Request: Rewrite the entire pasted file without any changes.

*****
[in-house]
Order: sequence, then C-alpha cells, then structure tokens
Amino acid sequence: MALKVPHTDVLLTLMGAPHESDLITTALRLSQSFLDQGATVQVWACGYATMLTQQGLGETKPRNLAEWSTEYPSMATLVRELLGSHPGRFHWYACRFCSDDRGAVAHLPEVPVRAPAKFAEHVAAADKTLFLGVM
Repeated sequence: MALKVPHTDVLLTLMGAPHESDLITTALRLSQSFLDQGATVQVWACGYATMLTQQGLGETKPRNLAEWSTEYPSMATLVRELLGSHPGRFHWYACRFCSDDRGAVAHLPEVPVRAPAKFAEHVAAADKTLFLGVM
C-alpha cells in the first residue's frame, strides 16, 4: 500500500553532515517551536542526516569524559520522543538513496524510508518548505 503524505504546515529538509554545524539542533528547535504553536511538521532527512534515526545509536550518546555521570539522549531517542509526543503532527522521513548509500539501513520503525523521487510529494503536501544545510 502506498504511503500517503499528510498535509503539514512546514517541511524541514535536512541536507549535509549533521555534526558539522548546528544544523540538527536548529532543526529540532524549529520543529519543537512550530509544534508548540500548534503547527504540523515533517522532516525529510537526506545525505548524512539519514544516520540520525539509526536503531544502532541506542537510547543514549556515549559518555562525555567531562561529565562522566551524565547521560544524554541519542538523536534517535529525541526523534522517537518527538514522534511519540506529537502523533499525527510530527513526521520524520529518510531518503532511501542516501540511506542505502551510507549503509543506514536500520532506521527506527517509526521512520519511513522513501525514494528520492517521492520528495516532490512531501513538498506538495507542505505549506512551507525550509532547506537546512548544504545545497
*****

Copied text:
[in-house]
Order: sequence, then C-alpha cells, then structure tokens
Amino acid sequence: MALKVPHTDVLLTLMGAPHESDLITTALRLSQSFLDQGATVQVWACGYATMLTQQGLGETKPRNLAEWSTEYPSMATLVRELLGSHPGRFHWYACRFCSDDRGAVAHLPEVPVRAPAKFAEHVAAADKTLFLGVM
Repeated sequence: MALKVPHTDVLLTLMGAPHESDLITTALRLSQSFLDQGATVQVWACGYATMLTQQGLGETKPRNLAEWSTEYPSMATLVRELLGSHPGRFHWYACRFCSDDRGAVAHLPEVPVRAPAKFAEHVAAADKTLFLGVM
C-alpha cells in the first residue's frame, strides 16, 4: 500500500553532515517551536542526516569524559520522543538513496524510508518548505 503524505504546515529538509554545524539542533528547535504553536511538521532527512534515526545509536550518546555521570539522549531517542509526543503532527522521513548509500539501513520503525523521487510529494503536501544545510 502506498504511503500517503499528510498535509503539514512546514517541511524541514535536512541536507549535509549533521555534526558539522548546528544544523540538527536548529532543526529540532524549529520543529519543537512550530509544534508548540500548534503547527504540523515533517522532516525529510537526506545525505548524512539519514544516520540520525539509526536503531544502532541506542537510547543514549556515549559518555562525555567531562561529565562522566551524565547521560544524554541519542538523536534517535529525541526523534522517537518527538514522534511519540506529537502523533499525527510530527513526521520524520529518510531518503532511501542516501540511506542505502551510507549503509543506514536500520532506521527506527517509526521512520519511513522513501525514494528520492517521492520528495516532490512531501513538498506538495507542505505549506512551507525550509532547506537546512548544504545545497